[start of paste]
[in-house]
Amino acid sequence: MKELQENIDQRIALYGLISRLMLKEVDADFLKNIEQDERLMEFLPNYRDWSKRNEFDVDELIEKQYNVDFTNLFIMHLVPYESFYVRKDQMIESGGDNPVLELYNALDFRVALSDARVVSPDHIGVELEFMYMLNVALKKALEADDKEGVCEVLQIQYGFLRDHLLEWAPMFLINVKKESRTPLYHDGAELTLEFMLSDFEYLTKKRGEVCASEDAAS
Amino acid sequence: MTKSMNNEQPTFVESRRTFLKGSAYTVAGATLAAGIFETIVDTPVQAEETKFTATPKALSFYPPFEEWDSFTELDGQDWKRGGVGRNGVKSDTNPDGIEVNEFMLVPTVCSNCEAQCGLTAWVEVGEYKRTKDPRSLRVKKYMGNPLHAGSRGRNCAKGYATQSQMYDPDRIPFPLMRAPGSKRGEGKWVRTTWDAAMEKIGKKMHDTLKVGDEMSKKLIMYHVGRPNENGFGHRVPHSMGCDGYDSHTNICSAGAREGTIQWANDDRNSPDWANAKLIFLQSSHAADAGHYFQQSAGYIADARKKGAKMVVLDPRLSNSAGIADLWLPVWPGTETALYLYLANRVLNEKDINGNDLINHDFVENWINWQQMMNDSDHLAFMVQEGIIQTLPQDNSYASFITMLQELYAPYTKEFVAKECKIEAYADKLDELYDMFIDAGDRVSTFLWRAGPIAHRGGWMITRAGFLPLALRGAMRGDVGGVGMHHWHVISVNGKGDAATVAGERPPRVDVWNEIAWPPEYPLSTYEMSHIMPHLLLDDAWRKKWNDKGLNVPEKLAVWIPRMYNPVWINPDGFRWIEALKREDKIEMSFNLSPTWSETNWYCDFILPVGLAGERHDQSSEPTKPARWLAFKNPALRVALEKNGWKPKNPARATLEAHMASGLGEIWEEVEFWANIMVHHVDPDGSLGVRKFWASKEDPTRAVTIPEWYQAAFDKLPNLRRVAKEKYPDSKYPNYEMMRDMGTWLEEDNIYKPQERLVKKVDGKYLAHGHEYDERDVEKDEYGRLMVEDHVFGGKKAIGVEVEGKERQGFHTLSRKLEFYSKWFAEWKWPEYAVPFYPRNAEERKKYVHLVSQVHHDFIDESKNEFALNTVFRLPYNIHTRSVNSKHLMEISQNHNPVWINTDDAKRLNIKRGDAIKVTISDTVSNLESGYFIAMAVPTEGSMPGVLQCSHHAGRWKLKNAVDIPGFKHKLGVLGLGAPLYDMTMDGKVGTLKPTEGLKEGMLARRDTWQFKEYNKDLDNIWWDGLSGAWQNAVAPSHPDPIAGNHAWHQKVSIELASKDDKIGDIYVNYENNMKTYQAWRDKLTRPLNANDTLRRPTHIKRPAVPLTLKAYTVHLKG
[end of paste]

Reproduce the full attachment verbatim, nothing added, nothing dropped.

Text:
[in-house]
Amino acid sequence: MKELQENIDQRIALYGLISRLMLKEVDADFLKNIEQDERLMEFLPNYRDWSKRNEFDVDELIEKQYNVDFTNLFIMHLVPYESFYVRKDQMIESGGDNPVLELYNALDFRVALSDARVVSPDHIGVELEFMYMLNVALKKALEADDKEGVCEVLQIQYGFLRDHLLEWAPMFLINVKKESRTPLYHDGAELTLEFMLSDFEYLTKKRGEVCASEDAAS
Amino acid sequence: MTKSMNNEQPTFVESRRTFLKGSAYTVAGATLAAGIFETIVDTPVQAEETKFTATPKALSFYPPFEEWDSFTELDGQDWKRGGVGRNGVKSDTNPDGIEVNEFMLVPTVCSNCEAQCGLTAWVEVGEYKRTKDPRSLRVKKYMGNPLHAGSRGRNCAKGYATQSQMYDPDRIPFPLMRAPGSKRGEGKWVRTTWDAAMEKIGKKMHDTLKVGDEMSKKLIMYHVGRPNENGFGHRVPHSMGCDGYDSHTNICSAGAREGTIQWANDDRNSPDWANAKLIFLQSSHAADAGHYFQQSAGYIADARKKGAKMVVLDPRLSNSAGIADLWLPVWPGTETALYLYLANRVLNEKDINGNDLINHDFVENWINWQQMMNDSDHLAFMVQEGIIQTLPQDNSYASFITMLQELYAPYTKEFVAKECKIEAYADKLDELYDMFIDAGDRVSTFLWRAGPIAHRGGWMITRAGFLPLALRGAMRGDVGGVGMHHWHVISVNGKGDAATVAGERPPRVDVWNEIAWPPEYPLSTYEMSHIMPHLLLDDAWRKKWNDKGLNVPEKLAVWIPRMYNPVWINPDGFRWIEALKREDKIEMSFNLSPTWSETNWYCDFILPVGLAGERHDQSSEPTKPARWLAFKNPALRVALEKNGWKPKNPARATLEAHMASGLGEIWEEVEFWANIMVHHVDPDGSLGVRKFWASKEDPTRAVTIPEWYQAAFDKLPNLRRVAKEKYPDSKYPNYEMMRDMGTWLEEDNIYKPQERLVKKVDGKYLAHGHEYDERDVEKDEYGRLMVEDHVFGGKKAIGVEVEGKERQGFHTLSRKLEFYSKWFAEWKWPEYAVPFYPRNAEERKKYVHLVSQVHHDFIDESKNEFALNTVFRLPYNIHTRSVNSKHLMEISQNHNPVWINTDDAKRLNIKRGDAIKVTISDTVSNLESGYFIAMAVPTEGSMPGVLQCSHHAGRWKLKNAVDIPGFKHKLGVLGLGAPLYDMTMDGKVGTLKPTEGLKEGMLARRDTWQFKEYNKDLDNIWWDGLSGAWQNAVAPSHPDPIAGNHAWHQKVSIELASKDDKIGDIYVNYENNMKTYQAWRDKLTRPLNANDTLRRPTHIKRPAVPLTLKAYTVHLKG